The Meat Puppets: Cris Kirkwood

THE INFLUENTIAL ALT-ROCK Americana of the Meat Puppets is hard to imagine without the aggressive, fluid bass playing of Cris Kirkwood. Yet the band—led by Cris’s brother Curt—was forced to split with Kirkwood in the mid ’90s on account of the bassist’s struggles with drug addiction. A 2003 scrap with a Phoenix security guard (in which Cris was shot) resulted in a nearly two-year prison sentence, but Kirkwood has emerged clean and determined. Now the brothers have reunited for one of the most creative musical periods in the Meat Puppets’ nearly 30-year history. In support of his band’s richly melodic new release, Sewn Together, Cris is back on the road, blissfully exploring his approach to the bass guitar.
By Britt Strickland ,

THE INFLUENTIAL ALT-ROCK Americana of the Meat Puppets is hard to imagine without the aggressive, fluid bass playing of Cris Kirkwood. Yet the band—led by Cris’s brother Curt—was forced to split with Kirkwood in the mid ’90s on account of the bassist’s struggles with drug addiction. A 2003 scrap with a Phoenix security guard (in which Cris was shot) resulted in a nearly two-year prison sentence, but Kirkwood has emerged clean and determined. Now the brothers have reunited for one of the most creative musical periods in the Meat Puppets’ nearly 30-year history. In support of his band’s richly melodic new release, Sewn Together, Cris is back on the road, blissfully exploring his approach to the bass guitar.

Describe your current headspace regarding tone and technique.

On some of my earlier projects, you can really hear how I constructed little counterparts to Curt’s guitar intricacies with my pick work. I was really fascinated with the front edge of the note— the attack and articulation [check out Up on the Sun, SST, 1985]. Now I’m playing with my fingers. On Sewn Together, we created a sound where the bass is not in-your-face, yet it’s completely noticeable in big, fat way. It’s a low-end rumbling, something I really dig because it’s so supportive of the songs.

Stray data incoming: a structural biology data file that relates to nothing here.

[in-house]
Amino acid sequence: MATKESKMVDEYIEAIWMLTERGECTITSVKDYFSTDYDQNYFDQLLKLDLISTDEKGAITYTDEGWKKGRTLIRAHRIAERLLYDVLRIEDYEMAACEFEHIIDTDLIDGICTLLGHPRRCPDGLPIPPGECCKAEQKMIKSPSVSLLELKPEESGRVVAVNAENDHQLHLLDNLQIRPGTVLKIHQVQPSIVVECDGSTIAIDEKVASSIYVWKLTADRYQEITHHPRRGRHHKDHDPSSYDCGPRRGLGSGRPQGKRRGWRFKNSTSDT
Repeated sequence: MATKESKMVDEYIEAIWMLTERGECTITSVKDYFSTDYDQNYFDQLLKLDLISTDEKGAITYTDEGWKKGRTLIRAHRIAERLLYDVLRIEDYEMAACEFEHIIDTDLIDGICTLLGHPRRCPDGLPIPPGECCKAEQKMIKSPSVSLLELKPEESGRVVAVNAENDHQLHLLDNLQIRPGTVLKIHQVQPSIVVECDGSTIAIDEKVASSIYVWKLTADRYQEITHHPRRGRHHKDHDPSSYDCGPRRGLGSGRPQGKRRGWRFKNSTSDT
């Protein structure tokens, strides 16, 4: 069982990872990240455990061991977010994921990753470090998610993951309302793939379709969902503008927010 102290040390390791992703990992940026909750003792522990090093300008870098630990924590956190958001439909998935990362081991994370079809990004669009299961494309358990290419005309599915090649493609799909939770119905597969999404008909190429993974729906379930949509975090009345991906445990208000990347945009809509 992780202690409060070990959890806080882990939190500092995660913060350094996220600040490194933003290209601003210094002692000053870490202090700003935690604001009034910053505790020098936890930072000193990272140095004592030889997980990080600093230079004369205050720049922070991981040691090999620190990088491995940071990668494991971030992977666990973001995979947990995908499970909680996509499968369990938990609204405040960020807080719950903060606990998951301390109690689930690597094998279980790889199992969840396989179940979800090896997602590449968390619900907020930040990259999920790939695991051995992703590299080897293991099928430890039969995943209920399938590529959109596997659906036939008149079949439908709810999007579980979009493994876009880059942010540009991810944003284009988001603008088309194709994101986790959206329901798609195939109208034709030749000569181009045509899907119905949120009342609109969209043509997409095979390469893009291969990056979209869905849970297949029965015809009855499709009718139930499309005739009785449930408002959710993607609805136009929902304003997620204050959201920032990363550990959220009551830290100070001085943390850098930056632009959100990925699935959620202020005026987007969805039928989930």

Who are some bass players you find inspirational?

My philosophy is that there are two sides of the psychedelic bass coin. On one is Phil Lesh of the Grateful Dead, and on the other is Dusty Hill of ZZ Top. Lesh has a never-on-the-one playing style steeped in music theory, a clearly articulated attack, and a strong midrange. Dusty Hill is a dude playing with four fingers plucking as one, who always plays on the one, and riffs along with the guitar. I try to find a place between the two.

How does it feel to be creating music with the Meat Puppets again?

To get a sense of how great it is to play with my brother again, you have to understand how awful it was for me to have lost something as precious as the Meat Puppets. This album represents us being at a cool, fertile place again, and it’s a powerful testament to the strength of the human spirit and the healing properties of rock & roll.

HEAR HIM ON

The Meat Puppets, Sewn Together [Megaforce, 2009]

GEAR

Basses Guitar Dog (James Knopp custom) with an EMG P-style split pickup and Badass bridge, Waterstone Indra; Ernie Ball medium gauge strings

Rig Gallien-Krueger RB800 head, Gallien- Krueger 1x15 and 2x10 cabinets